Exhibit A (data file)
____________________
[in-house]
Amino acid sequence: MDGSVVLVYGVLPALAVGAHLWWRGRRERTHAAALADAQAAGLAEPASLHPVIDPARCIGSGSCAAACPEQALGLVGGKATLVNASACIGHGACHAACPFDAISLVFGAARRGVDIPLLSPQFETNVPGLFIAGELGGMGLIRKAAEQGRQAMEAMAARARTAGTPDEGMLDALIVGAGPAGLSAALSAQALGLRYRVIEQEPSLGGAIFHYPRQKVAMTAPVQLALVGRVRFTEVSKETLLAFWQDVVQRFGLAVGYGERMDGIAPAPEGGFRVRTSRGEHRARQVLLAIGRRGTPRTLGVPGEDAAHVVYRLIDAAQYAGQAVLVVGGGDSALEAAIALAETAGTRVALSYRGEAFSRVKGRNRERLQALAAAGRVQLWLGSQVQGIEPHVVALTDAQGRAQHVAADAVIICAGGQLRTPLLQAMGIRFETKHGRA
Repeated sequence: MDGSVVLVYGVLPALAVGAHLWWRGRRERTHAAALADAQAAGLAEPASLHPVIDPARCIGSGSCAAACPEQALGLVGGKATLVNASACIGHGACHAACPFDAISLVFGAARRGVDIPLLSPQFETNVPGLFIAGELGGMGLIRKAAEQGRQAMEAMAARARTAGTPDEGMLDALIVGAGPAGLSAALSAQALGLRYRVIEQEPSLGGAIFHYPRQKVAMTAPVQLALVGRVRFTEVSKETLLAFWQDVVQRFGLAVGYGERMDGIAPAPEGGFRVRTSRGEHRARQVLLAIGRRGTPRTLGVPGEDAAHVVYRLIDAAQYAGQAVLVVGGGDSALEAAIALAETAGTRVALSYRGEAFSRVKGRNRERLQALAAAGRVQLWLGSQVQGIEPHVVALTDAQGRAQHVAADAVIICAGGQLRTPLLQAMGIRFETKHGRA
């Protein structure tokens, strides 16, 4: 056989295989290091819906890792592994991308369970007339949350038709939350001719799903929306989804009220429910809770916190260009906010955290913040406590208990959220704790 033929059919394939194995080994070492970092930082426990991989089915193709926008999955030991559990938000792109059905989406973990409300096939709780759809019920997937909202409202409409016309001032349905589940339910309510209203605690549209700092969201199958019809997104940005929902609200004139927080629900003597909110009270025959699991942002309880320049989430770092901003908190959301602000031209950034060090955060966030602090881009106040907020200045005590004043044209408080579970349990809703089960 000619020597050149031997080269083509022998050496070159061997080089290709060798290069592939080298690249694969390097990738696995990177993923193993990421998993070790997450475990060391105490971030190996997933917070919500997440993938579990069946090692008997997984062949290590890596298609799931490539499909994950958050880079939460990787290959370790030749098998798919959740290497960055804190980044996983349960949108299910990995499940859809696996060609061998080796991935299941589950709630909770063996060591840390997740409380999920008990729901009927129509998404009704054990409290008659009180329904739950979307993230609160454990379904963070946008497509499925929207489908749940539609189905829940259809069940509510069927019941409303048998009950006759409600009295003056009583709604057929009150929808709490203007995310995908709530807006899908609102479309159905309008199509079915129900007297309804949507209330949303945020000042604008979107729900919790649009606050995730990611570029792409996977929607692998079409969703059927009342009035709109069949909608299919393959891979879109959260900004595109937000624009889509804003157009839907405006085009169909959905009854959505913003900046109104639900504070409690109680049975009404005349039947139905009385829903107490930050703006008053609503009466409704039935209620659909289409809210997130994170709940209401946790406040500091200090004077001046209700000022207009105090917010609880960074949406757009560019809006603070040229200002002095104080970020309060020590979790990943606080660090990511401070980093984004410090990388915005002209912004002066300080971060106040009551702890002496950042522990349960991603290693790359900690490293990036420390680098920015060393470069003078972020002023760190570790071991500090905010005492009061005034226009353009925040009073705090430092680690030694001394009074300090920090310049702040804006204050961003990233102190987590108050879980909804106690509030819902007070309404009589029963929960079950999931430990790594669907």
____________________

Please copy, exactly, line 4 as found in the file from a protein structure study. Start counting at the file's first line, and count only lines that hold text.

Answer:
């Protein structure tokens, strides 16, 4: 056989295989290091819906890792592994991308369970007339949350038709939350001719799903929306989804009220429910809770916190260009906010955290913040406590208990959220704790 033929059919394939194995080994070492970092930082426990991989089915193709926008999955030991559990938000792109059905989406973990409300096939709780759809019920997937909202409202409409016309001032349905589940339910309510209203605690549209700092969201199958019809997104940005929902609200004139927080629900003597909110009270025959699991942002309880320049989430770092901003908190959301602000031209950034060090955060966030602090881009106040907020200045005590004043044209408080579970349990809703089960 000619020597050149031997080269083509022998050496070159061997080089290709060798290069592939080298690249694969390097990738696995990177993923193993990421998993070790997450475990060391105490971030190996997933917070919500997440993938579990069946090692008997997984062949290590890596298609799931490539499909994950958050880079939460990787290959370790030749098998798919959740290497960055804190980044996983349960949108299910990995499940859809696996060609061998080796991935299941589950709630909770063996060591840390997740409380999920008990729901009927129509998404009704054990409290008659009180329904739950979307993230609160454990379904963070946008497509499925929207489908749940539609189905829940259809069940509510069927019941409303048998009950006759409600009295003056009583709604057929009150929808709490203007995310995908709530807006899908609102479309159905309008199509079915129900007297309804949507209330949303945020000042604008979107729900919790649009606050995730990611570029792409996977929607692998079409969703059927009342009035709109069949909608299919393959891979879109959260900004595109937000624009889509804003157009839907405006085009169909959905009854959505913003900046109104639900504070409690109680049975009404005349039947139905009385829903107490930050703006008053609503009466409704039935209620659909289409809210997130994170709940209401946790406040500091200090004077001046209700000022207009105090917010609880960074949406757009560019809006603070040229200002002095104080970020309060020590979790990943606080660090990511401070980093984004410090990388915005002209912004002066300080971060106040009551702890002496950042522990349960991603290693790359900690490293990036420390680098920015060393470069003078972020002023760190570790071991500090905010005492009061005034226009353009925040009073705090430092680690030694001394009074300090920090310049702040804006204050961003990233102190987590108050879980909804106690509030819902007070309404009589029963929960079950999931430990790594669907």